Paul Cleghorn sent a ripple of sniggers through the crowd.
At an NMK event called Aggregators and Upsetters, the Tape It Off The Internet co-founder was amusing those assembled with what appeared to be a ‘laid-back designer’ attitude to the labyrinthine world of file-sharing and commercial downloading that is filling out the “edge” of the Internet with video content today. “We’ll work it out,” he said casually.
But despite appearances, his thesis was deadly serious. TV’s ad-funded model, he believed, meant that the transition to online was going to be a different kettle of fish to the bloodbath that had met the music industry when it refused to address online.
When we meet last week, deep in the bowels of London’s Adam Street club, he repeated that view: “TV has always been an ad-funded medium so we’re looking at helping that exist online. TIOTI will be a lab to test that theory and test out new ideas.”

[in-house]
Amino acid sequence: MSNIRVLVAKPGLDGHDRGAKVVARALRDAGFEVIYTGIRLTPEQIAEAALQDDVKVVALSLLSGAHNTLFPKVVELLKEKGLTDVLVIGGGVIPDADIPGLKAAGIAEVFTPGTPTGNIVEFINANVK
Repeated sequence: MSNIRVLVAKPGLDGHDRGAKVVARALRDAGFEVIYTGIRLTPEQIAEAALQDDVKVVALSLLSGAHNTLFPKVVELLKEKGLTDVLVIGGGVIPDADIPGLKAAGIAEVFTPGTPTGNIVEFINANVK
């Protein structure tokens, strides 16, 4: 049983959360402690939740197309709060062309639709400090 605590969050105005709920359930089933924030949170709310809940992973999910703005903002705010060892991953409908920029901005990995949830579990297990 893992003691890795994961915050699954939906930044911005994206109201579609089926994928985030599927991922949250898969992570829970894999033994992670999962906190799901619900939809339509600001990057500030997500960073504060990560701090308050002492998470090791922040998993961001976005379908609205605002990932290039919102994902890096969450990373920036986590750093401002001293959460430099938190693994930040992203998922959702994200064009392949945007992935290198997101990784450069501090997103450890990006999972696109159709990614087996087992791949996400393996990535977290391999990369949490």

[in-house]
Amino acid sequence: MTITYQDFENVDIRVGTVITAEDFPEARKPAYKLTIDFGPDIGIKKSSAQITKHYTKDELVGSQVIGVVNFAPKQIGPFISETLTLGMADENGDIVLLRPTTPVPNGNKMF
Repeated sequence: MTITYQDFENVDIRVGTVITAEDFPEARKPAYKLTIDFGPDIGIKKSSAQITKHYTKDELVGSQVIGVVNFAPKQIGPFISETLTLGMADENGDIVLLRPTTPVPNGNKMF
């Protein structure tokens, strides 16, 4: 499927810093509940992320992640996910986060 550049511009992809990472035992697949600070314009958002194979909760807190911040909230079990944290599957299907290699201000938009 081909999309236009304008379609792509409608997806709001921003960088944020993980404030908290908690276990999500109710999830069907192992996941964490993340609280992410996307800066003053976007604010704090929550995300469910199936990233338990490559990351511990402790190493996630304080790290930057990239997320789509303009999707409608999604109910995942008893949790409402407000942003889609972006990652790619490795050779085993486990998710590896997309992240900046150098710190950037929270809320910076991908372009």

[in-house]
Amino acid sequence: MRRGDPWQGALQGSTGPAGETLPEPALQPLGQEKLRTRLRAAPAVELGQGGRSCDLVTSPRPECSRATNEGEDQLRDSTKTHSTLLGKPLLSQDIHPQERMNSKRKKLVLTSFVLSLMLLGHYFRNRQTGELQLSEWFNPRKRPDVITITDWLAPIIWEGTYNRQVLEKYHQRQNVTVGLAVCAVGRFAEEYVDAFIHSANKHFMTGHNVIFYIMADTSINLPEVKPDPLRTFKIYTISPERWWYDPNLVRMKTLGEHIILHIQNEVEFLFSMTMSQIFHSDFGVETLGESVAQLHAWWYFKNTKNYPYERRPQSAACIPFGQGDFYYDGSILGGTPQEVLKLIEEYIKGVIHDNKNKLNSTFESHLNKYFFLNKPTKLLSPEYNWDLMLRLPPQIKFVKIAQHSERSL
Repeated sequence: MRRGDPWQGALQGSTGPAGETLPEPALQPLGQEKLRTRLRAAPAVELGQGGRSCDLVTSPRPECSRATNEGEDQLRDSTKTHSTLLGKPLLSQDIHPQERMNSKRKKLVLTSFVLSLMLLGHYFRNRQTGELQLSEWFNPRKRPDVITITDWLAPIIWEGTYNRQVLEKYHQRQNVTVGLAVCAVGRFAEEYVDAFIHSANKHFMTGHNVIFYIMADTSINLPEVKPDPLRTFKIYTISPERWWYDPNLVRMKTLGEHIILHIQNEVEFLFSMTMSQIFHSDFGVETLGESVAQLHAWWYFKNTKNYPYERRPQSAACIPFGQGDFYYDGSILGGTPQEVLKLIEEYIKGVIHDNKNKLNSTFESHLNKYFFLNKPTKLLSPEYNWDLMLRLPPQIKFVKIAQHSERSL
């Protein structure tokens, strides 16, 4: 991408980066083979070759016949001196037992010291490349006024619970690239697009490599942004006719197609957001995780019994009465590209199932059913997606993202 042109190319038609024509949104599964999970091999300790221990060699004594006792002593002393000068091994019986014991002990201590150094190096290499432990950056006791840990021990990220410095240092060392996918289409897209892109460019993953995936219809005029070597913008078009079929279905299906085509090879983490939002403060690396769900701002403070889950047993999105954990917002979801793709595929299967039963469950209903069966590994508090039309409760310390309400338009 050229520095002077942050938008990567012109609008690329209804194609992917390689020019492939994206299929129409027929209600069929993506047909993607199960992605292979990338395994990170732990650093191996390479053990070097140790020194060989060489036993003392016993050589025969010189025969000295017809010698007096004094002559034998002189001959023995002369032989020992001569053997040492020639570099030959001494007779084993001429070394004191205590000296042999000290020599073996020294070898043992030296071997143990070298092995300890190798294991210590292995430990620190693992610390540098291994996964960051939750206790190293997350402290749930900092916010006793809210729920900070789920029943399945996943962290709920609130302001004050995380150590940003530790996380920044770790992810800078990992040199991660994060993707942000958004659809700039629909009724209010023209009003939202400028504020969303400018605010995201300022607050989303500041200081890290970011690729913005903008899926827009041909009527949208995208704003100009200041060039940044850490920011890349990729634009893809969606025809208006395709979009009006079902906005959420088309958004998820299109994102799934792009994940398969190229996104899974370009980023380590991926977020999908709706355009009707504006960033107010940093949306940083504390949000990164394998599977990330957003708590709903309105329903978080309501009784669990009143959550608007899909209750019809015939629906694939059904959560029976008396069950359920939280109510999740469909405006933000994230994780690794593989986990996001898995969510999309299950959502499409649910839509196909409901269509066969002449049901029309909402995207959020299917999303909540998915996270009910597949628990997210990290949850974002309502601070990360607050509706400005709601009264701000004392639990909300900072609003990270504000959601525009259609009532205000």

And it looks like he’s is going to get every opportunity to do so. Since being written up in the mainstream press recently, TIOTI has seen a wave of sign-ups to its beta phase. So many in fact, that Paul woke up to find over 1,000 emails in his in-box after Telewest went down for a day at his house.
It seems TIOTI’s aim to be the first TV-based “social media aggregator” may prove more popular than that convoluted name suggests. Already it seems to be tapping into a pent-up desire among users to share and discover TV shows, employing several Web 2.0 techniques like tagging and user ratings.
The back-story to all this will touch a familiar chord with anyone who has watched TV and realised how the global release schedule of shows is anathema to the new Internet economy. The 33 year-old Cleghorn was inspired to start work on TIOTI when he became frustrated that the US drama The West Wing took so long to be aired in the UK. He rightly surmised that instead of going though the legal hassle of hosting the actual video, a good way to start would be to simply pull feeds from BitTorrent search engines, Apple’s iTunes Store and the burgeoning range of downloadable TV sources.